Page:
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Blasphemy: Quran has a different view

When I speak to Muslims in Pakistan, they say you cannot discuss the Islamic laws  its blasphemous, not agreeing with them is blasphemous, not following the Quran the way they are following is blasphemous, not believing in all of the Ashabs of the Prophet Mohammad is blasphemous, and not praying the way they pray is blasphemous.

Men made laws cannot be discussed or criticised in the Islamic Republic of Pakistan, but Quran provides me the space to discuss anything. When I speak to Quran; God says ignore them, it’s my PREROGATIVE not theirs, it’s my Book not theirs, I have sent the Prophet not them, I have sent my Book through Prophet not them, I, the God is the guardian of the Book, not them, to guard even a single dot in Quran is my RESPONSIBILITY.

They can’t guard the sanctity of my Prophet and my Book, Can’t you read?

“Indeed, it is We who sent down the Qur’an and indeed, We will be its guardian.”

The Quran, Al-Hijr 15:9

Let’s discuss the background of the law, an international view, some recent incidents, and the replies of the Holy Quran to my questions, about blasphemy, finality of the Prophet Mohammad pbuh, and who is the GUARDIAN of the Holy Book and the Prophet’s honour.

United States Commission on International Religious Freedom: “Pakistan’s frequently invoked blasphemy law carries the death penalty or life in prison. There are no procedural safeguards, making the law ripe for abuse. While the death penalty for blasphemy has never been carried out, individuals accused of blasphemy have been murdered in vigilante violence. Mere allegations often serve as an accelerant in combustible situations, resulting in mob attacks or violence that undermines Pakistan’s stability and empowers EXTREMISTS. Despite the law’s rampant abuse and lack of procedural safeguards, Pakistan’s Federal Sharia Court recently ruled that the death penalty should be the sole penalty for blasphemy.”

The Pakistan Tehreek Insaf government on Tuesday introduced the Criminal Law (Amendment) Bill 2020 in the National Assembly to make intentional ridiculing and defaming the armed forces as a punishable crime. According to an insertion 500A in the Pakistan Penal Code Act 1860, whosoever intentionally ridicules, brings into disrepute or defames the armed forces or member of the armed forces shall be guilty of the offence. It will be punishable with two years’ imprisonment or Rs0.5 million fines or with both.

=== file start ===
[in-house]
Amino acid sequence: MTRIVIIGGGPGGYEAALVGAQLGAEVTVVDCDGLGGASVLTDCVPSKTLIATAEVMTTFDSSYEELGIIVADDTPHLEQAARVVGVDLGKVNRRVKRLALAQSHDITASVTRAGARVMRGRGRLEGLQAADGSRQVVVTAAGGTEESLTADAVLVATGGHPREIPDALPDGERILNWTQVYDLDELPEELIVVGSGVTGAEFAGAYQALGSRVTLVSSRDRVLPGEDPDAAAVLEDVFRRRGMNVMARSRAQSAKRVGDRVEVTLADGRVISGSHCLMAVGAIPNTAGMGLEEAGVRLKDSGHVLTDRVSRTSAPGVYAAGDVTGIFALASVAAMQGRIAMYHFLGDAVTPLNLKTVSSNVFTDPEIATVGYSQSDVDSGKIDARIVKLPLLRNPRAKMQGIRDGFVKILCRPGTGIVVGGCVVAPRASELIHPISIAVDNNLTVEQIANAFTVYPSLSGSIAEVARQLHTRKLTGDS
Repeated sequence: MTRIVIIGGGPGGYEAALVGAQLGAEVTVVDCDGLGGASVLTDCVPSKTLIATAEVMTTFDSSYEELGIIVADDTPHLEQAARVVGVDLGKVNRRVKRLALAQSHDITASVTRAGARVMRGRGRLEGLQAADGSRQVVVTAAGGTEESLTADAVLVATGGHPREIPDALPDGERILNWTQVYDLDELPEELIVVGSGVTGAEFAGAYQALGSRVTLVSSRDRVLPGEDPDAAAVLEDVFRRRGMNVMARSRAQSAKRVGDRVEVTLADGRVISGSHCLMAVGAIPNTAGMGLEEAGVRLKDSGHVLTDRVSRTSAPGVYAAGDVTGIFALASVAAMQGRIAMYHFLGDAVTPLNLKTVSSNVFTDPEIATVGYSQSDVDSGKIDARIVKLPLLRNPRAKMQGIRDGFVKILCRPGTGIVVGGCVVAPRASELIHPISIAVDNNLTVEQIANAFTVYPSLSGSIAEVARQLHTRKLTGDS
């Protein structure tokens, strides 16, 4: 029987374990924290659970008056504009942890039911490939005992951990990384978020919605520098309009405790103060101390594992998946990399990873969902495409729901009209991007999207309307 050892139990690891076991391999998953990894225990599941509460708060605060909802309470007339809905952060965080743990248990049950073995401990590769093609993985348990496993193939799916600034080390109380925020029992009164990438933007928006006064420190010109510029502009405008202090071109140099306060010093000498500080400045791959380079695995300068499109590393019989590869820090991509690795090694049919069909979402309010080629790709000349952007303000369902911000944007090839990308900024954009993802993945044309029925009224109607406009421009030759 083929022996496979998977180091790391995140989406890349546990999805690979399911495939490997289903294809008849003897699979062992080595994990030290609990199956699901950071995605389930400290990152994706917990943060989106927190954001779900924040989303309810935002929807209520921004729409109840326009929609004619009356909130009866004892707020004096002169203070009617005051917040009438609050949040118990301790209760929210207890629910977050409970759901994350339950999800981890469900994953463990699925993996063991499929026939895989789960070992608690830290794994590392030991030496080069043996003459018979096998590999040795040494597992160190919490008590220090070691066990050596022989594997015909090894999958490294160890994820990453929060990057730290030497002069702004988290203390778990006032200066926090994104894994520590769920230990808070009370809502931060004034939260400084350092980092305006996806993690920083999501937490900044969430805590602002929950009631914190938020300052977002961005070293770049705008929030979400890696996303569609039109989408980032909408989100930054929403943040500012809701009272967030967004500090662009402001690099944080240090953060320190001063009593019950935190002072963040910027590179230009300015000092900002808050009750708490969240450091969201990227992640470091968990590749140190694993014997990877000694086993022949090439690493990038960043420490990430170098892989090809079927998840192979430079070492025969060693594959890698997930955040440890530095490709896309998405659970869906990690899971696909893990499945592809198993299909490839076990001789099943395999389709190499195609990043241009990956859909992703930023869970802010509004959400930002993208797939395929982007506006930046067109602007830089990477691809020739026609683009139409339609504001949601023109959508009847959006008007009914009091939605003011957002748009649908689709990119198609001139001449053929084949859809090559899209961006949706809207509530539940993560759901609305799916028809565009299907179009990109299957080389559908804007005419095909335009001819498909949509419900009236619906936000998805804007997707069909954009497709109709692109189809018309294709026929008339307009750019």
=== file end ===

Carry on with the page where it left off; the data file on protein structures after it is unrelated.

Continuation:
In June this year the National Assembly unanimously adopted a resolution making it mandatory to write ‘Khatam-un-Nabiyeen’ along with Prophet Muhammad’s name in official documents, books and wherever the holy name is used. 

Let there be no compulsion in religion. Truth stands out clear from ERROR.

The Quran, Al-Baqarah 2: 256

Pakistan’s anti-blasphemy law enacted by President General Zia-ul-Haq in1986 and later amended by the parliament in 2004. The penalty includes a mandatory death sentence for defaming Prophet Mohammad pbuh and life imprisonment for desecrating the Holy Quran. Prior to 1986, only 14 cases pertaining to blasphemy were reported. An estimated number of 1,500 people have been charged under the stringent blasphemy laws of Pakistan between 1986, and 2017.

Junaid Hafeez: a university lecturer was arrested in March 2013 and accused of posting derogatory comments about the Prophet Muhammad on social media. He had studied a Master’s degree in the US on a Fulbright Scholarship, specialising in American literature, photography and theatre. After returning to Pakistan he took up a lecturer position at Bahauddin Zakariya University in Multan, where he worked until his arrest. 34 year-old has been imprisoned without trial for six years, with much of that time spent in solitary confinement. He was sentenced to death in December 2019.

Mashal Khan: In April, 2017, a large group of students formed into a mob, accusing these students of running a Facebook page where Mashal was allegedly publishing blasphemous material. Mashal was killed inside the premises of the Abdul Wali Khan University Mardan. He was in the hostel of the university when he was stripped naked and severely beaten by a group of students and then shot. He succumbed to his injuries. Graphic video footage of the lynching showed Khan was lying on the floor; his body bore marks of severe torture and was not moving. The mob was seen kicking his lifeless body and beating it with wooden planks. He was also thrown from the second floor of the building. At least 25 policemen were present in the university premises when Khan was killed. On the following day, Mashal Khan’s funeral was led by his father. Most neighbours kept away from the funeral, as threats made earlier by a local to anyone attending led them to fear follow-up attacks from religious mobs.

On the topic of blasphemy:

And it has already come down to you in the Book that when you hear the verses of Allah [recited], they are denied [by them] and ridiculed; so do not sit with them until they enter into another conversation. Indeed, you would then be like them. Indeed Allah will gather the hypocrites and disbelievers in Hell all together.

The Quran, Al-Nisa 4:140

Hold to forgiveness; command what is right; but turn away from the ignorant.

The Quran, Al A’raf 7:199

And the servants of the Most Merciful are those who walk upon the earth easily, and when the ignorant address them [harshly], they say [words of] peace.

The Quran, Al-Furqan 25: 63